Kate Beever, MA, MT-BC, originally from Gorham, Maine, studied at the USM School of Music and then worked for classical pianist Frank Glazer before moving to New York City. She is now a Board Certified Music Therapist with a Master’s degree in Music Psychotherapy from New York University. She interned at Beth Israel Medical Center and Memorial Sloan Kettering Cancer Center and returned to the fresh air of Maine to open Maine Music & Health, LLC. She works with clients of all ages with cancer, brain injury, depression, developmental disabilities, dementia, and respiratory diseases. Kate presents at conferences and facilitates group and individual sessions while keeping an active performing schedule as a pianist and percussionist. She is also a trained REMO HealthRhythms facilitator and has her certification in Neurologic Music Therapy. Kate is a member of the Maine Arts Commission and founded the Maine State Music Therapy Task Force.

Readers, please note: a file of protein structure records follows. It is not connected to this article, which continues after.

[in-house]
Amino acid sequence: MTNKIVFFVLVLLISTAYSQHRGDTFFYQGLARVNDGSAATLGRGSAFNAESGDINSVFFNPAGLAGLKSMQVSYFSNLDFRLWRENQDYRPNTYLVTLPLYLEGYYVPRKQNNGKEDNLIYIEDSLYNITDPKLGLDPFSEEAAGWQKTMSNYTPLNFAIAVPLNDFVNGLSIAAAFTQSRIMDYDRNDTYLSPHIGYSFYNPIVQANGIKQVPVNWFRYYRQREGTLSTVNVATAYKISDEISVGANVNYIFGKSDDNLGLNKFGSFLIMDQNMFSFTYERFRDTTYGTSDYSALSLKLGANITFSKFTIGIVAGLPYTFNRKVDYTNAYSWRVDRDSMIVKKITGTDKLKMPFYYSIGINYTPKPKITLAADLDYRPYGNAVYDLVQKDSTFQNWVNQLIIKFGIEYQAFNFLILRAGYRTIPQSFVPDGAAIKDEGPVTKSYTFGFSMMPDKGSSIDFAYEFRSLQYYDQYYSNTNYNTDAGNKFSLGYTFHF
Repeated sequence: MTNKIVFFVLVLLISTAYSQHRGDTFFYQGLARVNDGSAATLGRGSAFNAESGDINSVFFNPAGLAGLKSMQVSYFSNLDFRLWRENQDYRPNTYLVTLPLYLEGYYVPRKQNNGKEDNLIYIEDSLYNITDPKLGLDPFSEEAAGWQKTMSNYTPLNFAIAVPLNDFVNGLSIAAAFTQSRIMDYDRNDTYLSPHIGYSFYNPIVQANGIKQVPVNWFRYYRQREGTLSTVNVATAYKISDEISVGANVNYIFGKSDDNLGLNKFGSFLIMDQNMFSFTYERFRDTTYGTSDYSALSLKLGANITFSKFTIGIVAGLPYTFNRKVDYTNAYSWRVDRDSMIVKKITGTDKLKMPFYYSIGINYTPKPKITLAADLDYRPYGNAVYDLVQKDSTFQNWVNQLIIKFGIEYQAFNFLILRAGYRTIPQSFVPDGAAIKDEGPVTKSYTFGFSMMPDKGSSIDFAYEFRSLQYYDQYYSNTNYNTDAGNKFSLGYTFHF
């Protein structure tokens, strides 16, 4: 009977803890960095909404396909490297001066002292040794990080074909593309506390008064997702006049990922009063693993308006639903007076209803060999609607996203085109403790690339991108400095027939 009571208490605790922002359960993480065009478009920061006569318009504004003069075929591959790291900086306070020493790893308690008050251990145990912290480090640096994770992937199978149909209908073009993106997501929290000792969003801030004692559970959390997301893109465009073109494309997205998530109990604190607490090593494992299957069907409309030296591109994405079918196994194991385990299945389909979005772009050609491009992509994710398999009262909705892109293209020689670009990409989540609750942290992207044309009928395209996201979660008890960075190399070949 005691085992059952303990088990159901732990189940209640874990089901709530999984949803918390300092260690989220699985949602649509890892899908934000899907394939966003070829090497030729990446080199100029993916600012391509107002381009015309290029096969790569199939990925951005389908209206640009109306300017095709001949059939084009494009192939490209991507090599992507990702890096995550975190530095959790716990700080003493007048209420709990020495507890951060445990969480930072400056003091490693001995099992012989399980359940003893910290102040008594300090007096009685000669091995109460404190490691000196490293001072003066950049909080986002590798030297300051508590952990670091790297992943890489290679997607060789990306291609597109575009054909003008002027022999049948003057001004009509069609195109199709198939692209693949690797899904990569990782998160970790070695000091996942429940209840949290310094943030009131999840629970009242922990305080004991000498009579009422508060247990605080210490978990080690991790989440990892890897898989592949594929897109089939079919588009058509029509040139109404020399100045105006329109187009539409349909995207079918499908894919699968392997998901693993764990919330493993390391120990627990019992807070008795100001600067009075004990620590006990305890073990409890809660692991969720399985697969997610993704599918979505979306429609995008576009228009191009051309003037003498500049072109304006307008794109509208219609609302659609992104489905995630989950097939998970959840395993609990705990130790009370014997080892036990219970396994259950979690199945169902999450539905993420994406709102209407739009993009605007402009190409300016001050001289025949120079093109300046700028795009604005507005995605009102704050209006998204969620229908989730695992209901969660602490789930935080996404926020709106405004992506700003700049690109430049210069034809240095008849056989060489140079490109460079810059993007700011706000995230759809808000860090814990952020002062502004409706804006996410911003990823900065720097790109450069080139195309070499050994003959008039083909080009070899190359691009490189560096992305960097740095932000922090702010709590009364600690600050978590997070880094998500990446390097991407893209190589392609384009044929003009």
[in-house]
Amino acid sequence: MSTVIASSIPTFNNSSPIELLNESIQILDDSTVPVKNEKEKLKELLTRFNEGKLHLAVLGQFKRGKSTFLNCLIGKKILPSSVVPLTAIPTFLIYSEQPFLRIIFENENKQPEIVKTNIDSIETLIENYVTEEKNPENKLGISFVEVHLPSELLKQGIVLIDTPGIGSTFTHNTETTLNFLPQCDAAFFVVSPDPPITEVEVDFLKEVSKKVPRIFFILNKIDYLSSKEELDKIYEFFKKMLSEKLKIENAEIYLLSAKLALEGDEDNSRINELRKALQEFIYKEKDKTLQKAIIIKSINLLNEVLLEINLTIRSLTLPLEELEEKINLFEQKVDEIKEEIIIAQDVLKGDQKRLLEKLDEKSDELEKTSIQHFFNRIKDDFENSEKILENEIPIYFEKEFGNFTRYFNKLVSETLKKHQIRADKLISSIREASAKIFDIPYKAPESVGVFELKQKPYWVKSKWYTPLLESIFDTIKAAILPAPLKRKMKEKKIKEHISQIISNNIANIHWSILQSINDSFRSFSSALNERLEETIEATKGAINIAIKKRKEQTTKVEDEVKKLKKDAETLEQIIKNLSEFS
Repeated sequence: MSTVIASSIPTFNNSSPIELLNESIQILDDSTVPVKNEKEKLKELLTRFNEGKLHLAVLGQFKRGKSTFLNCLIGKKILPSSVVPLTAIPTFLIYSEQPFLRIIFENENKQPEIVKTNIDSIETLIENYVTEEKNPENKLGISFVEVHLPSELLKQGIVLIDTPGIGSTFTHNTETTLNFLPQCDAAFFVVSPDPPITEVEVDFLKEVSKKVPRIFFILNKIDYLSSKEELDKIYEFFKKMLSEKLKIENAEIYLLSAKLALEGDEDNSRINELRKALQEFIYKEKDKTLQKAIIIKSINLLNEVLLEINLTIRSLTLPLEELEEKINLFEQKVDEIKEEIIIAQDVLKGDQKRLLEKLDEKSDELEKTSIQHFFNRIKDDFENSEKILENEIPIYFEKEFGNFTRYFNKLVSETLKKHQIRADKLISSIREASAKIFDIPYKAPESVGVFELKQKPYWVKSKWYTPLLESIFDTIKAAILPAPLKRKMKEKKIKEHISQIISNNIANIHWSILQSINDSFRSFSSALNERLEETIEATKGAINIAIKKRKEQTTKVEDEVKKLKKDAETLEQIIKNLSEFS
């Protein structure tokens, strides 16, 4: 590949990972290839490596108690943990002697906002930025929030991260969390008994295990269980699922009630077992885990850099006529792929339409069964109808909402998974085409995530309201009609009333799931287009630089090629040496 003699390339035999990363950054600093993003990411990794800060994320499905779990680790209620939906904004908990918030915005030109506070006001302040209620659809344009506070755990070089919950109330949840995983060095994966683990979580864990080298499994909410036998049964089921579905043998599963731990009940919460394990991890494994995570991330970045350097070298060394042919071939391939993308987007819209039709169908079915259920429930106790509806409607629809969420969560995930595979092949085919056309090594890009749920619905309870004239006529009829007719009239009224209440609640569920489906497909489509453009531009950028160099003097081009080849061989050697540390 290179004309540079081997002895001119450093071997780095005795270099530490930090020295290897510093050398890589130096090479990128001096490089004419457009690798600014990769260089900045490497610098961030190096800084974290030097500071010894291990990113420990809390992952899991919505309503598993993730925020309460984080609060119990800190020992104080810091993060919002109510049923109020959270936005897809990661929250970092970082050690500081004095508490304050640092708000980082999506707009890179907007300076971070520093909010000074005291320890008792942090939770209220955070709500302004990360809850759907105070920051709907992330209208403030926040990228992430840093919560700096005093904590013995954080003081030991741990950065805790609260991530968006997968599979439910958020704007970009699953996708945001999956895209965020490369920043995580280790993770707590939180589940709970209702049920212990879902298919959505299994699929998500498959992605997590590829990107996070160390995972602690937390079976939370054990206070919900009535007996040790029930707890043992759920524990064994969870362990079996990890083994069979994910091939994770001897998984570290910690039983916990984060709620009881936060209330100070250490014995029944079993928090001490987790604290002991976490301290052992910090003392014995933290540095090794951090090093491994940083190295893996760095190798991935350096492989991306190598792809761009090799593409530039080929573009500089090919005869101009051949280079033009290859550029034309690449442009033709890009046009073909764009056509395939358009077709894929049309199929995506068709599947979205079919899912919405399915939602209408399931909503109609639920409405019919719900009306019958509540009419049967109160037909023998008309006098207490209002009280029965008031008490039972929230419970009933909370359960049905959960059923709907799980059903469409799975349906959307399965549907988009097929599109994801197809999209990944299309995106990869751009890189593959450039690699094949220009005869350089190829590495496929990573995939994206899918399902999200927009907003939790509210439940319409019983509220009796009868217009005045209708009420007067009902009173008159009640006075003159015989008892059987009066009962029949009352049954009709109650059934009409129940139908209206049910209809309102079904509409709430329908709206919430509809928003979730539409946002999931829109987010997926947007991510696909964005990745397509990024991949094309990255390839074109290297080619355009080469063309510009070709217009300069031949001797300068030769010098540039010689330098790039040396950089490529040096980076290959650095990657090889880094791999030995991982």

Scott Miller is the Director and Founder of Creative Trails, which is the community support program of Support Solutions. He has his Bachelor of Science degree from the University of Utah in Recreational Program Planning, with an emphasis on special populations paralleling outdoor programming and art. He is a certified National Outdoor Leadership School alumnus and was a senior therapeutic wilderness instructor for AYA, Utah. Scott is the co-founder of the Stir Art Collective and has been a Maine Arts Commission accessibility committee member for many years. Scott has 20 years of experience working with individuals with intellectual uniqueness, including a year working with a nationally recognized progressive clinical team. Scott is also a John Rosser award recipient for outstanding social achievement and lectures nationally. Outside human services, Scott co-owned Washington Ave Art Studios, Vu-Master Gallery and Wicked Pulp Juice Bar and Cafe. When Scott is not working or spending time with his wife and two boys, he enjoys surfing, telemark skiing, art, and traveling.